Steve Jobs was expected to have little new to show about the new iPhone at WWDC 2010 keynote, since a near-final prototype had been “found in a bar” and all discoverable details were published by Gizmodo weeks before the event.
Instead, nothing about the new Retina Display was leaked apart from the fact that the new phone appeared to have a much higher resolution display, something everyone expected anyway.
Leaks only assumed the use of an Apple designed A4 CPU (the same of the iPad) and faster 802.11n WiFi. Additionally, nobody guessed that the stainless steel shell would double as an antenna system for WiFi, Bluetooth, GPS and 3G.
The prototype also could not reveal any details of Apple’s standards-based FaceTime video calling, since the prototype got remotely wiped before any of that could be discovered.
The biggest surprises however have been… the iOS 4 upgrade to be free for everyone — which means the adoption rate will be impressive, and the new built-in gyroscope: a sensor no other smartphone has, and only few have any plans to introduce.
That makes Apple’s gyro introduction, tied to the mega-launch of the new iPhone 4, a big deal in terms of differentiating Apple’s platform. Jobs demonstrated the feature in a 3D Jenga-style game that allowed for an entirely new type of motion feedback.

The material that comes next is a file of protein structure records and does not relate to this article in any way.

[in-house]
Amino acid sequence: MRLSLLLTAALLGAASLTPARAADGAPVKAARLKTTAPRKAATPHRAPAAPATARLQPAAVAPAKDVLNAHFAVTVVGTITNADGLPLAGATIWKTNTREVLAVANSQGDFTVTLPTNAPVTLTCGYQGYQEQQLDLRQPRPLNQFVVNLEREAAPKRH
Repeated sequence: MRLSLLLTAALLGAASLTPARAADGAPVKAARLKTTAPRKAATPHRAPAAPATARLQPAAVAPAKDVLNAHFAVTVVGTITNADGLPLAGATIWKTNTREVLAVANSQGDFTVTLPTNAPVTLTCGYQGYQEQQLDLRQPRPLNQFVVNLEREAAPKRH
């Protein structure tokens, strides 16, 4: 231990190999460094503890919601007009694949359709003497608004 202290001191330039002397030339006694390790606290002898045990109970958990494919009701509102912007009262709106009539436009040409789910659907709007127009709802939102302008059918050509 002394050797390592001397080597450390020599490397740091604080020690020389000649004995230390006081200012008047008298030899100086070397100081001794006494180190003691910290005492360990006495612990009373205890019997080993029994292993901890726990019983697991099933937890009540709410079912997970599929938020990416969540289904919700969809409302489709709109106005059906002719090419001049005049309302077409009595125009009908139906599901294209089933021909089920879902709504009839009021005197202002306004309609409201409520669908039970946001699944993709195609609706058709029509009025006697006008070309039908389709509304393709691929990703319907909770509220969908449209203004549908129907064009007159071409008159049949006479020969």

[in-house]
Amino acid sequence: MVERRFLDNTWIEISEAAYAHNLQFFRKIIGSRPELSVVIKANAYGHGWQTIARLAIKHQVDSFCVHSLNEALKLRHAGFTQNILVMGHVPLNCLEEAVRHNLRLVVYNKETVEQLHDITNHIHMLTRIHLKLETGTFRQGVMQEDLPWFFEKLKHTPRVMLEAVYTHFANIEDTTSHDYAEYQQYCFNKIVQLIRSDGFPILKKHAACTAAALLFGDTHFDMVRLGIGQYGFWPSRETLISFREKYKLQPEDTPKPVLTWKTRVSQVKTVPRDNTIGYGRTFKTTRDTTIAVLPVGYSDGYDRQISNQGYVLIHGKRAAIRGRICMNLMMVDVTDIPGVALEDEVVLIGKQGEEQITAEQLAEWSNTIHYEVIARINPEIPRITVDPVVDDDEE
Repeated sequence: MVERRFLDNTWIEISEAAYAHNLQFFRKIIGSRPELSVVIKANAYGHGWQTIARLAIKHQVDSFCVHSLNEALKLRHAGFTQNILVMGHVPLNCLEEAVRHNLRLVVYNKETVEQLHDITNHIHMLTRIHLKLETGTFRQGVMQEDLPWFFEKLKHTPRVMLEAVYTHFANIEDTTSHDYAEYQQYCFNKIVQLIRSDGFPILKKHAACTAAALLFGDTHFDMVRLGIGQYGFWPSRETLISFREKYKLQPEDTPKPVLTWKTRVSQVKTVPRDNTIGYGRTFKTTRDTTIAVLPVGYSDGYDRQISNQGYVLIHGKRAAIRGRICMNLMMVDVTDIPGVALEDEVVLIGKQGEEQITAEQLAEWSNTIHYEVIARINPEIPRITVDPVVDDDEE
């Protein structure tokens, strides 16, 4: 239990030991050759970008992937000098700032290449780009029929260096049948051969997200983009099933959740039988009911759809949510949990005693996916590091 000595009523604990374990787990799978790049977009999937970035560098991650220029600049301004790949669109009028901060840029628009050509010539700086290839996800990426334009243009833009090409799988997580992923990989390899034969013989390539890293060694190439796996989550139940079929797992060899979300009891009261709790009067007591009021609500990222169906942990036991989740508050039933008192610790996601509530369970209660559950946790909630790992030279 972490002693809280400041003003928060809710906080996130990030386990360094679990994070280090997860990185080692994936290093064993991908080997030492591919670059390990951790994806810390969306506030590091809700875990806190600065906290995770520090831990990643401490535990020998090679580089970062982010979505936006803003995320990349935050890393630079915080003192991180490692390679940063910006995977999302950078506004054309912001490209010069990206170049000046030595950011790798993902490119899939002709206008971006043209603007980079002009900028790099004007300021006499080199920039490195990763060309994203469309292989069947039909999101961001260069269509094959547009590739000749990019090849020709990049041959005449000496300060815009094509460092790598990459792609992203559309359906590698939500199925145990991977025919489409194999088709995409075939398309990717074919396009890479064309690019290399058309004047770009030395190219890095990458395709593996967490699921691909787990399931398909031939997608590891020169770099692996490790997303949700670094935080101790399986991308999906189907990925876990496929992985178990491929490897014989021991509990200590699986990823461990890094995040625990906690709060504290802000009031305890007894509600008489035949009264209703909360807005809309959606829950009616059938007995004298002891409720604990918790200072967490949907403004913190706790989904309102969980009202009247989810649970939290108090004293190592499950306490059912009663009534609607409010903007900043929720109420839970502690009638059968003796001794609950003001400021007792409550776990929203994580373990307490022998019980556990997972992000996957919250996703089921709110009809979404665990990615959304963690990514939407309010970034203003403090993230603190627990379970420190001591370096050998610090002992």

By being first to incorporate super-precise motion controls in a mobile device for gaming and other uses, making them easily accessible through the common Core Motion API, Apple is making it clear its iOS platform is a serious mobile gaming platform and not anymore just for “causal gamers”. In fact, they took the lead not only over other smartphone platforms: the new iPhone also anticipated Nintendo in the introduction of the sensor in its own mobile console.
The new gyro is also an example of how Apple’s model of keeping control over the hardware and the software of their platform allows faster progress and adoption of the new features. Google won’t be able to move its Android partners to add gyros to all their phones and Microsoft won’t be adding support for such sensors to the first version of Windows Phone 7.